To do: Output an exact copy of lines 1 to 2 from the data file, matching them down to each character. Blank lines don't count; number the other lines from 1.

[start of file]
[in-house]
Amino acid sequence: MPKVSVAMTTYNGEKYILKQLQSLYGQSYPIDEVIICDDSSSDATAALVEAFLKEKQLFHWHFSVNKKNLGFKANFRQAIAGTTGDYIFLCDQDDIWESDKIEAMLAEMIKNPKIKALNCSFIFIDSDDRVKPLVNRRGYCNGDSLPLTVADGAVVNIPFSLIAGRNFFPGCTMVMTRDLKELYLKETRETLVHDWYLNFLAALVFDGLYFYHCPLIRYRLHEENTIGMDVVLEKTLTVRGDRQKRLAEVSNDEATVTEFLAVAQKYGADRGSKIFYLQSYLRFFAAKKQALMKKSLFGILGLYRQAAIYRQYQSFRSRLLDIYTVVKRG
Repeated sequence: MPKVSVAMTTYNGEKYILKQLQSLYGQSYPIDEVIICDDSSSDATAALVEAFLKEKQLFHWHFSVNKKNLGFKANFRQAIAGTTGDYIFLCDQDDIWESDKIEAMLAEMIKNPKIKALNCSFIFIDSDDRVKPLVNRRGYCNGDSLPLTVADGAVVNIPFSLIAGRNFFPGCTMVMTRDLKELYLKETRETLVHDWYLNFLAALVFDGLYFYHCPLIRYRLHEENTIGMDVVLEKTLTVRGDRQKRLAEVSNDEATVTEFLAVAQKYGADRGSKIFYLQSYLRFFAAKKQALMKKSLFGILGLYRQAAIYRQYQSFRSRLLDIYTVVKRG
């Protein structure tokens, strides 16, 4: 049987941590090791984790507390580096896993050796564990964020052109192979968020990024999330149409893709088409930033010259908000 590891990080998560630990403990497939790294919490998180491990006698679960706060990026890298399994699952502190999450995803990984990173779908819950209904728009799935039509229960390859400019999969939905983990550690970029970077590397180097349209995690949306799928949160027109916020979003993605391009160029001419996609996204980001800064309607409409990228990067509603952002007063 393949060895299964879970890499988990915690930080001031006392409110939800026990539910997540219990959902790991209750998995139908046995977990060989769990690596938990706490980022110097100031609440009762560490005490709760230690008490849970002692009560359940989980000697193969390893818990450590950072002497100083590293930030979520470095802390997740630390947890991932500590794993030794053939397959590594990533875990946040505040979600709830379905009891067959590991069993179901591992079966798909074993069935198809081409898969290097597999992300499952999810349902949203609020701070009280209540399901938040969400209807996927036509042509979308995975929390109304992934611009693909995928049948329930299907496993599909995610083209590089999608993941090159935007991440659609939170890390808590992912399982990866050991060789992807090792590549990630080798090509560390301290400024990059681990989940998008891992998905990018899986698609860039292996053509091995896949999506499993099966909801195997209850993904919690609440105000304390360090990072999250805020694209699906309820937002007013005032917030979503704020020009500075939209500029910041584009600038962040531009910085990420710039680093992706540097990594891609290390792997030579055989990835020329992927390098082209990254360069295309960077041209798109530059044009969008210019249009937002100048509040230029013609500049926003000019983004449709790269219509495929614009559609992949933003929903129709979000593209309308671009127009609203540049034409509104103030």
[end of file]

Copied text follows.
[in-house]
Amino acid sequence: MPKVSVAMTTYNGEKYILKQLQSLYGQSYPIDEVIICDDSSSDATAALVEAFLKEKQLFHWHFSVNKKNLGFKANFRQAIAGTTGDYIFLCDQDDIWESDKIEAMLAEMIKNPKIKALNCSFIFIDSDDRVKPLVNRRGYCNGDSLPLTVADGAVVNIPFSLIAGRNFFPGCTMVMTRDLKELYLKETRETLVHDWYLNFLAALVFDGLYFYHCPLIRYRLHEENTIGMDVVLEKTLTVRGDRQKRLAEVSNDEATVTEFLAVAQKYGADRGSKIFYLQSYLRFFAAKKQALMKKSLFGILGLYRQAAIYRQYQSFRSRLLDIYTVVKRG